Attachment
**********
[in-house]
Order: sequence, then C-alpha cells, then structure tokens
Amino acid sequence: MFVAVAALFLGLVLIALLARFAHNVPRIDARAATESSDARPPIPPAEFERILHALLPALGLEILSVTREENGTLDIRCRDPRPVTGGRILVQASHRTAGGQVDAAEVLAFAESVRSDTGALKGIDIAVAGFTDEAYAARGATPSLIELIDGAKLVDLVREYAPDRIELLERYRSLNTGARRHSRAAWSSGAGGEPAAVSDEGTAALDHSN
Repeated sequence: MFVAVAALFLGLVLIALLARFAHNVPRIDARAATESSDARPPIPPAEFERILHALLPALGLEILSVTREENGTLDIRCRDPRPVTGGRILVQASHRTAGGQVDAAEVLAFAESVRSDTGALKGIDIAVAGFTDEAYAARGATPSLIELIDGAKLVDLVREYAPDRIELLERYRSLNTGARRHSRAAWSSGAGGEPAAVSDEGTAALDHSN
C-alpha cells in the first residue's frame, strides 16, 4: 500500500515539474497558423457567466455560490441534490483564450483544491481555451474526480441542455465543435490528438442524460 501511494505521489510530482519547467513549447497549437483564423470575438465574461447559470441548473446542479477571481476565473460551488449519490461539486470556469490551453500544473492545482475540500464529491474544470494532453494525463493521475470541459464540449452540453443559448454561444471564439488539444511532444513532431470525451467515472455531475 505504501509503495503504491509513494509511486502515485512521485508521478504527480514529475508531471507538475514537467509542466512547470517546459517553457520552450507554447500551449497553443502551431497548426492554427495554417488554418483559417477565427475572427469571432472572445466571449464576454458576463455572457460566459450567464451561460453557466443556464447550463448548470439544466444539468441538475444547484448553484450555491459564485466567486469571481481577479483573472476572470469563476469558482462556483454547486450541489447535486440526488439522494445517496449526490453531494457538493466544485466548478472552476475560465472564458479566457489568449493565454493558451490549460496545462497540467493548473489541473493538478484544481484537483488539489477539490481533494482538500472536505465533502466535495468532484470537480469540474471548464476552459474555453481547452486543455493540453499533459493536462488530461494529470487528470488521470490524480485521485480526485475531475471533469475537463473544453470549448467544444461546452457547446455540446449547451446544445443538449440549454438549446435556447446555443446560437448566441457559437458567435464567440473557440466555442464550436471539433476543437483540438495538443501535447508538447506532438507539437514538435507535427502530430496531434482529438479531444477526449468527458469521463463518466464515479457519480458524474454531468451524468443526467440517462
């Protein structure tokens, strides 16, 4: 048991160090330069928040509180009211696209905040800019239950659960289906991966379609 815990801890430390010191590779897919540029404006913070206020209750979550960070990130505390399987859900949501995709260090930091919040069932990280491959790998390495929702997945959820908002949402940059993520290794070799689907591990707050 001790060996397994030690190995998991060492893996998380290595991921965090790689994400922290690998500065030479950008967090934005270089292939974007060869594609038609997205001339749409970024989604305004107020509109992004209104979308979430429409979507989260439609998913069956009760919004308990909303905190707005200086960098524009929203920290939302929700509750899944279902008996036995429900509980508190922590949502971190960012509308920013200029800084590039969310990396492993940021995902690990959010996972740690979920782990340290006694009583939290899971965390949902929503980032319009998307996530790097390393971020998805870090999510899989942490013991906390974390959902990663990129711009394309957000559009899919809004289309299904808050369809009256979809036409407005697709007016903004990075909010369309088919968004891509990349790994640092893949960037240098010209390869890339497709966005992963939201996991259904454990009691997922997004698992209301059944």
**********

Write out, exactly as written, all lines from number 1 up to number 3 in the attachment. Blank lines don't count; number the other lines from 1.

[in-house]
Order: sequence, then C-alpha cells, then structure tokens
Amino acid sequence: MFVAVAALFLGLVLIALLARFAHNVPRIDARAATESSDARPPIPPAEFERILHALLPALGLEILSVTREENGTLDIRCRDPRPVTGGRILVQASHRTAGGQVDAAEVLAFAESVRSDTGALKGIDIAVAGFTDEAYAARGATPSLIELIDGAKLVDLVREYAPDRIELLERYRSLNTGARRHSRAAWSSGAGGEPAAVSDEGTAALDHSN